I am stuck in 1955 – 1958. I just finished Poul Anderson’s The Long Way Home. It was originally published in bits in 1955 as No World of Their Own, but then re-assembled in 1958 as The Long Way Home. I think; honestly, the history of this particular work is a somewhat sketchy. My copy is the Ace February 1978 edition with the fun Michael Whelan cover art. It has a very short introduction by the author:
This novel was serialized in Astounding Science Fiction. The paperback book edition appeared as No World of Their Own. That was not my idea, nor were the cuts which mutilated the text. Both have remained until now, when editor Jim Baen generously gave me a chance to restore things.
In such cases, it is always a temptation to go ahead and rewrite, with the benefit of many additional years’ experience. I have refrained from that. Although today I would handle the tale rather differently, it is, I think, a good story as it stands.
I read this, mainly, because it is the earliest Poul Anderson novel that I currently own. I already knew enough about Anderson to have an idea of what to expect. Anderson writes about sociological/political themes, theories, and backgrounds. He was a writer that brings good things to the genre. By this I mean that he is not just creating action-pulp stories with creepy aliens. Anderson utilizes the genre to delve into a variety of sociological/political scenarios that are “conceptually-relevant.”
This novel is written with a bluntness that sometimes is too direct. There is no finesse.
Peggy was dead. For five thousand years she had been dust, darkness in her eyes and mold in her mouth, for five thousand years she had not been so much as a memory. He had held back the realization, desperately focusing himself on the unimportant details of survival, but it was entering him now like a knife. pg. 37, Chapter 3
The sentence structure is not beautiful whatsoever. There are many places where the writing seems as droll and banal as if we were reading a dry engineering textbook. This is not a crushing condemnation of the author’s style, but it seems to me if you want to write sociology – do so, and write articles, texts, etc. If you want to write fiction – work on sprucing it up a bit. Here we could have a good discussion regarding “form and function,” but I don’t know that anyone besides myself would be reading along. Pretend the discussion has occurred – move to next paragraph of this review.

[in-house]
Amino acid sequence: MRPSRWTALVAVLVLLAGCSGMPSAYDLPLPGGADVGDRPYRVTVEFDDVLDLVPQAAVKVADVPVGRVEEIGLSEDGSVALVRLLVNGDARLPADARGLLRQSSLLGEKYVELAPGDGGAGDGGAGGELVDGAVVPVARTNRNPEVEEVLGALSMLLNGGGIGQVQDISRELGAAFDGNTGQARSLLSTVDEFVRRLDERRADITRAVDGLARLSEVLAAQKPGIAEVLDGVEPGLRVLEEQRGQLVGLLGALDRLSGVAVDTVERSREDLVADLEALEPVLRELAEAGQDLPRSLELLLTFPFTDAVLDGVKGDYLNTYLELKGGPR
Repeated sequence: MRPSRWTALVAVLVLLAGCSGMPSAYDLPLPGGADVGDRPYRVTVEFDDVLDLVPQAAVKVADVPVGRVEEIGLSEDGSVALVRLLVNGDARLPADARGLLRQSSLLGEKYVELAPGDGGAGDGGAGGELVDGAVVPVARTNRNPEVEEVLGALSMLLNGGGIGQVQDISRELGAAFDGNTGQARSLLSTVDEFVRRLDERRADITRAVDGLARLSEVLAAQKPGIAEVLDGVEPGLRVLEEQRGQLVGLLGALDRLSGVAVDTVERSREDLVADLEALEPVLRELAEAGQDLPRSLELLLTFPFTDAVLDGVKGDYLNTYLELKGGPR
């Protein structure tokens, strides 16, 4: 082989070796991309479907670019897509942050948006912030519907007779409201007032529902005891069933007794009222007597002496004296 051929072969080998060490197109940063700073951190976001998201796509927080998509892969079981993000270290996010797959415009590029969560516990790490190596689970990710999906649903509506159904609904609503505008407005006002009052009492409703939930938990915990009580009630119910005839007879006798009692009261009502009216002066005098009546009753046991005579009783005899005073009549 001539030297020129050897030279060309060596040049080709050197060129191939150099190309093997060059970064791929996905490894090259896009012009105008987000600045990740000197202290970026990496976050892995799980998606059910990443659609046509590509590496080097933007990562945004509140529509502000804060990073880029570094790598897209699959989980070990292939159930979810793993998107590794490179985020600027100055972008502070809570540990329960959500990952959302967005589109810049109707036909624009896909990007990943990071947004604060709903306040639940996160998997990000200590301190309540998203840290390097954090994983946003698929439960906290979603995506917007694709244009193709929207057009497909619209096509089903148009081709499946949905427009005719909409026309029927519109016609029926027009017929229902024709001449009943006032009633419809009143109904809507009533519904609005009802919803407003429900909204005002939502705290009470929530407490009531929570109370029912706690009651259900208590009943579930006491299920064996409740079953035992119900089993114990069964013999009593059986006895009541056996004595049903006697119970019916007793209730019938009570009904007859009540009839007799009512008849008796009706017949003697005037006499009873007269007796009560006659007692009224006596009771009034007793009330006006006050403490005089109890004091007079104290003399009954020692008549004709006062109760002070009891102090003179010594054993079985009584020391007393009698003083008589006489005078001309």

So, what Anderson does do very well is to create a far-flung future in which very specific (psychological) characteristics of humans are magnified and driven to their “conclusion.” Anderson is presenting a number of ideas here that may interest certain readers. For example, what makes humans inquisitive? Is a one-world-incorruptible governing body the best possible government for civilization? Is there always to be a sort of caste system in human civilization – based on intelligence, perhaps? What factors cause humanity to become stagnant? Can the extent of possible progress be reached?
All of these questions (which are not as delineated as I have made them) are rolled into the scenario of a Dune-like scheming background. Several interest groups (economic, local, foreign) are all trying to get their hands on an alien who was traveling with the main character, Edward Langely. This alien is actually the only truly creative element in the entire novel. Saris Hronna is, basically, a humanoid-cat, from a far away planet. He is also equipped with a type of telepathy and among his people is a style of philosopher. Once this novel gets going, he quickly becomes a fugitive and provides the impetus for most of the action of the novel.
Overall, the novel is interesting because of the commentary/questions Anderson presents in the sociological arena. However, the main character is repetitive and bland. The other characters are flat and are just there to represent the three factions. Most of the book is in dialogue format, wherein the characters give us very general information about what this future looks like and what their opinions on humanity are. The resolution of the whole novel is rather neat – it made me give a nod to it, but it is nothing wildly creative and exciting. This is a good novel if you are into vintage science fiction and/or sociology. A lot of readers who devour current science fiction books might not be interested in this thing. It does not really “show its age,” because Anderson keeps the whole thing so general. And maybe that’s the worst part of the whole thing – it is all too general and broad.